The Energy/Attitude Dynamic in Safety Culture Development

The Energy/Attitude Dynamic in Safety Culture Development | Call to Action!“No one wants to work in an unsafe environment, right? Everyone wants to go home the same way they came in to work. So why is it so hard to get people to get with the program?”

These questions were posed to me by an HSE professional tasked with safety culture development in his organization. As I thought about it, I was reminded of a model created by my partner, Claude Lineberry.

We were consulting partners, working to help companies introduce strategic change. Our clients had well-founded strategies and programs, and the end results were going to make the companies more effective and even better places to work.  Yet, in addition to the strong support we were getting, there was still halfhearted acceptance and outright resistance.

The Energy Investment Model and Safety Culture Development

Claude thought about the people who face change and realized that how they dealt with it depended upon their attitude about the change and the amount of energy they were willing to invest in that attitude. Based on that, he developed the Energy Investment Model to help guide organizations in dealing effectively with stakeholders when planning change or when undertaking safety culture development.

energy investment model for safety culture changeI will address each of the quadrants more fully in subsequent articles, but for now we’ll just take a stroll through the neighborhoods and introduce you to their inhabitants.

Walking Dead

In the lower left quadrant are people who have negative attitudes toward the planned change (and usually anything else going on in the organization), but very little energy to act on their attitude. They may moan a bit, sigh and shake their heads, but they are not active resisters. These folk have basically retired in place, and Claude named them the “Walking Dead.”

Spectators

The neighbors to the north, the “Spectators,” are the proverbial “yes men” who talk so highly about the announced change, but take no active part in making it happen. They are all in favor of safety culture development, as long as it’s driven by someone else. They are happy to watch things unfold from their seats on the fence.  50 things you must know about safety leadership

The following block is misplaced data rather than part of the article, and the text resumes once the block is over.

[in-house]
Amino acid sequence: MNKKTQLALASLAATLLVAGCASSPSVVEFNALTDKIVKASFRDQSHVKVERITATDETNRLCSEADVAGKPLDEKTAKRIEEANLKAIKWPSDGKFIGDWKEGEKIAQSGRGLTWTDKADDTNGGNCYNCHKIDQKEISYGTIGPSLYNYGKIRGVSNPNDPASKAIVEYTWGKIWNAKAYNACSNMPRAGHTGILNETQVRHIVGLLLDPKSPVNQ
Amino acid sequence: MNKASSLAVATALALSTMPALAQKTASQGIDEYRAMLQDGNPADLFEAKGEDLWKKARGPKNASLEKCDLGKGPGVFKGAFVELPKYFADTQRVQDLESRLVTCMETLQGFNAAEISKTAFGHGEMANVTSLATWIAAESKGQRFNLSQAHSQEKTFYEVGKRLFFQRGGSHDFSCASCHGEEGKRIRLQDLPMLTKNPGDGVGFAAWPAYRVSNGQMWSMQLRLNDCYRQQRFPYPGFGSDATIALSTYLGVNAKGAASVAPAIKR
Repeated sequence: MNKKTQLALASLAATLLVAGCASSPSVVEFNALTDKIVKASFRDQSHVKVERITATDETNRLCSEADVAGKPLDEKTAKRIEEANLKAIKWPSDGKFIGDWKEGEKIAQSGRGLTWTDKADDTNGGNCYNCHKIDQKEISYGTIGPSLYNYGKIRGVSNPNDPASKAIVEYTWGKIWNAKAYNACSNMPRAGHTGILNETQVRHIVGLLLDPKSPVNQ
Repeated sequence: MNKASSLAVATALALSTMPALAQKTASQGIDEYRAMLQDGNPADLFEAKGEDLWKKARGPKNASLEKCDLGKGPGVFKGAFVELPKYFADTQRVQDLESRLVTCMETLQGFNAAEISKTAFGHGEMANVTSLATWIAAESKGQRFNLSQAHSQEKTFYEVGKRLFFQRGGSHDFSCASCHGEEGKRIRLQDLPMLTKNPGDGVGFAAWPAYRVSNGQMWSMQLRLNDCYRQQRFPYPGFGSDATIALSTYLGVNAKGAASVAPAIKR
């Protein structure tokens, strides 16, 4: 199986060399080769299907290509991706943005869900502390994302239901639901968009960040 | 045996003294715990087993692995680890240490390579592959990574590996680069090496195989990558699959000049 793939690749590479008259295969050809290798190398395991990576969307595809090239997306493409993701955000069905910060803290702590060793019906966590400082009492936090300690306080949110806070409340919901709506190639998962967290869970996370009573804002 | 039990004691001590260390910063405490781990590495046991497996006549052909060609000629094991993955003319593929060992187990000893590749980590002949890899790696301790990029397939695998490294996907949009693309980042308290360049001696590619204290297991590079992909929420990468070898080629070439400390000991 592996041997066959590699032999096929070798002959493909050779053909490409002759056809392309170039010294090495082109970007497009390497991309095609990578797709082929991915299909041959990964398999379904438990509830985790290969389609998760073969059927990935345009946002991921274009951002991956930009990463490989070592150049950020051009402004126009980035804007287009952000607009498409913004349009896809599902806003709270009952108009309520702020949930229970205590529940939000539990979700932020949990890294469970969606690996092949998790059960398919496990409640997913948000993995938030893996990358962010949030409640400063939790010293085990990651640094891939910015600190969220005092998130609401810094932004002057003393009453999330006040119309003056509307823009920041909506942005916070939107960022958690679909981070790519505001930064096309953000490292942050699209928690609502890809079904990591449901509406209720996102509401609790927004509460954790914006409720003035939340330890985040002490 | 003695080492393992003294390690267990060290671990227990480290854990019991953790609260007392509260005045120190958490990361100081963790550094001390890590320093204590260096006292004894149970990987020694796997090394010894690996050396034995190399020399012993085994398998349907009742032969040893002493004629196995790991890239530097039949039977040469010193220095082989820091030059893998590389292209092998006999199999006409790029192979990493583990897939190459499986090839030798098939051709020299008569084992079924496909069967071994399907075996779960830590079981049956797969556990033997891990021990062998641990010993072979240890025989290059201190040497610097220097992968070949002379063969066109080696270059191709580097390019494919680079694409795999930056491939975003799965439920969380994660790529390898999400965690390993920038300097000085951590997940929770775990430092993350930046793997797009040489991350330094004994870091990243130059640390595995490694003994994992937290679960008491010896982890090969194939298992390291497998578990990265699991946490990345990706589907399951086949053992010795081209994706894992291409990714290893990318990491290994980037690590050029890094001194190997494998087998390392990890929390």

Well Poisoners

In the lower right we find the folks with negative attitudes, but lots of energy to act on that attitude. Their conversations tend to be about why what’s being proposed will never work. They will go into minutiae about the smallest details and find fault with each one of them. They are happy to revisit every failed initiative and recap why they failed, and how they knew they were going to fail, but did anyone ask them? Oh, no. These are the cynics or, in the extreme cases, the “Well Poisoners.”

Players

In the northeast corner, we find the “Players” (or winners) who have positive attitudes and the energy to match. These are not naive Pollyannas or starry-eyed newbies. These are folks who see the benefits of what the organization is trying to accomplish in terms of safety culture development, and are willing to invest their discretionary effort to help make it happen. The words you’ll hear most from these folks are “yes,” “we” and “us.”

fctc-online-bannerIn the next few articles I will cover each of these types in detail and offer some ideas on how to move the other three types toward the upper right hand quadrant, and how to maintain the Players’ energy and attitude.

~Gene Drumm


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Gene Drumm

Gene Drumm is on staff with safetyBUILT-IN and contributes to the Recordable INSIGHTS Newsletter.Gene is a recognized expert on organizational culture and performance, change management, leadership, and creating values-driven corporate cultures.Over the past 20 years he has executed culture-change projects across industries on six different continents.He has also held senior staff and line positions at Microsoft, Fujitsu America and Newmont Mining Company which were focused on implementing and sustaining strategic change.His area of specialty is resolving "culture clash" and safety-leadership culture development.

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